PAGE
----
Since 2015, the International Day of Women and Girls in Science has been celebrated every February 11.. Proclaimed by the UN, the main objective of this day is to achieve greater participation and inclusion of women and girls in the world of science and technology and break the gender gap that exists in some countries.
This year’s motto: “Innovate. Demonstrate. Elevate. Advance. Sustain (I.D.E.A.S.).”
This is intended to highlight the critical role of women, girls and science in achieving the Sustainable Development Goals (SDGs) as a preamble to the upcoming High-Level Political Forum.
It also aims to connect the international community with women and girls in science, strengthening the links between science, politics and society, as well as the implementation of strategies, practices and solutions that will have an impact on the immediate future.
We do not want to waste this opportunity to compile and pay tribute to some women scientists, hoping that they will continue to be a source of inspiration for all of us.
Women scientists in history
There are many women who have played a very relevant role in the history of science in all its aspects, not always recognized. This is just a short list of those that have had the greatest influence in the field of biochemistry and molecular biology, which could be much longer.
- Marie Curie: she was the first woman to be recognized for her work in the field of science and was awarded the Nobel Prize in Physics and Chemistry.
- Margarita de Salas: Spanish scientist, who discovered through her work, important advances in human DNA.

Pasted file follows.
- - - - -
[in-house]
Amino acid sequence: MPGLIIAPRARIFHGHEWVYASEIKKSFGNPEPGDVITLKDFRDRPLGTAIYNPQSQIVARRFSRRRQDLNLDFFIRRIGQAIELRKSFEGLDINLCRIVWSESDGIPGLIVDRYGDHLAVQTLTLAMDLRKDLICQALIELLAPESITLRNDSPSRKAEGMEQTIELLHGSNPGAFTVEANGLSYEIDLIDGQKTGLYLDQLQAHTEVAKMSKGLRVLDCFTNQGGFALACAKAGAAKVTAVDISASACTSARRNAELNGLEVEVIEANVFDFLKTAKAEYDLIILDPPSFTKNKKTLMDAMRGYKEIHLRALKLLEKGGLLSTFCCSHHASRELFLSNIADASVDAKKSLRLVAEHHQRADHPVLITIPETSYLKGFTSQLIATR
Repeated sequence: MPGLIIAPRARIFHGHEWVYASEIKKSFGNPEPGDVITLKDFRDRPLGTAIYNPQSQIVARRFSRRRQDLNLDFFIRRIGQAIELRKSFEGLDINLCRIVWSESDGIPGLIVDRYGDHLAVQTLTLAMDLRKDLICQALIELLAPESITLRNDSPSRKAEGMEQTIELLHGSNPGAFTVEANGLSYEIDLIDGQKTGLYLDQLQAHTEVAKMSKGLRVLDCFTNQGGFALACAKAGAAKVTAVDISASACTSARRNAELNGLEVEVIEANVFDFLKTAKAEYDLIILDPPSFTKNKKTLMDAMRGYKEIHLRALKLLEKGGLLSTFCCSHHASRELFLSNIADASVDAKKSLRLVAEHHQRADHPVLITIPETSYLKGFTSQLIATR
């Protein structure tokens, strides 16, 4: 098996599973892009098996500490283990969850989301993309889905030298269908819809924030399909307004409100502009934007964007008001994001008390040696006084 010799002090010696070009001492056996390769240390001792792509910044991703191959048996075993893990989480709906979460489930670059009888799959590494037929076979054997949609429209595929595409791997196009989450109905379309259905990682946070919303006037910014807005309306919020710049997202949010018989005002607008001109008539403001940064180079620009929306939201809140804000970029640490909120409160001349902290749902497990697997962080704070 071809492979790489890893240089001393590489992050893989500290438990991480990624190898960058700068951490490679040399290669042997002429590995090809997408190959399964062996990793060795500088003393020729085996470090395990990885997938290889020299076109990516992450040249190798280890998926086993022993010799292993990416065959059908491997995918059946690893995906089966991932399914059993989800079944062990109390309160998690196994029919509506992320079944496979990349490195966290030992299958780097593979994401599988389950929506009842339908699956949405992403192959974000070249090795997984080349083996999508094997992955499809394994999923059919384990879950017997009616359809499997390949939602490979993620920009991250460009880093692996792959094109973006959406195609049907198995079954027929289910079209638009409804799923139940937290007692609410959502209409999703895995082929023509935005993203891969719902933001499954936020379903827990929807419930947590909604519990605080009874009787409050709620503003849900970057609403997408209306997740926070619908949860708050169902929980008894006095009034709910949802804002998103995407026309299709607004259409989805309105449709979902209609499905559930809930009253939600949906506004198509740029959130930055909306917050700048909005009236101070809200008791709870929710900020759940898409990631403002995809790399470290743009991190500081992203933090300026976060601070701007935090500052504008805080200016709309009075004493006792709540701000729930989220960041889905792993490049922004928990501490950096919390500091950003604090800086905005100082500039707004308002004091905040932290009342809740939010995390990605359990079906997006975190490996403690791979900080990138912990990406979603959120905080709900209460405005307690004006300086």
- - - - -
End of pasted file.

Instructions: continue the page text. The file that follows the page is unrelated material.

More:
- Barbara McClintock: Discovered the process of transposition of genome elements and used it to explain how genes determine certain physical characteristics.
- Dorothy Crowfoot-Hodgkin: She was a British chemist who developed protein crystallography, for which she was awarded the Nobel Prize in Chemistry in 1964. She proposed advances in the technique of X-ray crystallography, a method used to identify the three-dimensional structures of crystals.
- Rita Levi-Montalcini: Italian neurologist. He discovered the first known growth factor in the nervous system, research for which he was awarded the Nobel Prize in Physiology or Medicine in 1986,
And of course, we could not miss our dear Rosalind Elsie Franklin, to whom we will pay a fitting tribute in our blog for the influence she has had on our work and her innovative efforts.
We can all be part of this international day and support the role of these women by spreading campaign content and using on social networks the hashtags #WomenInScience #DayofWomenandGirlsInScience #WomenandGirlsInScience.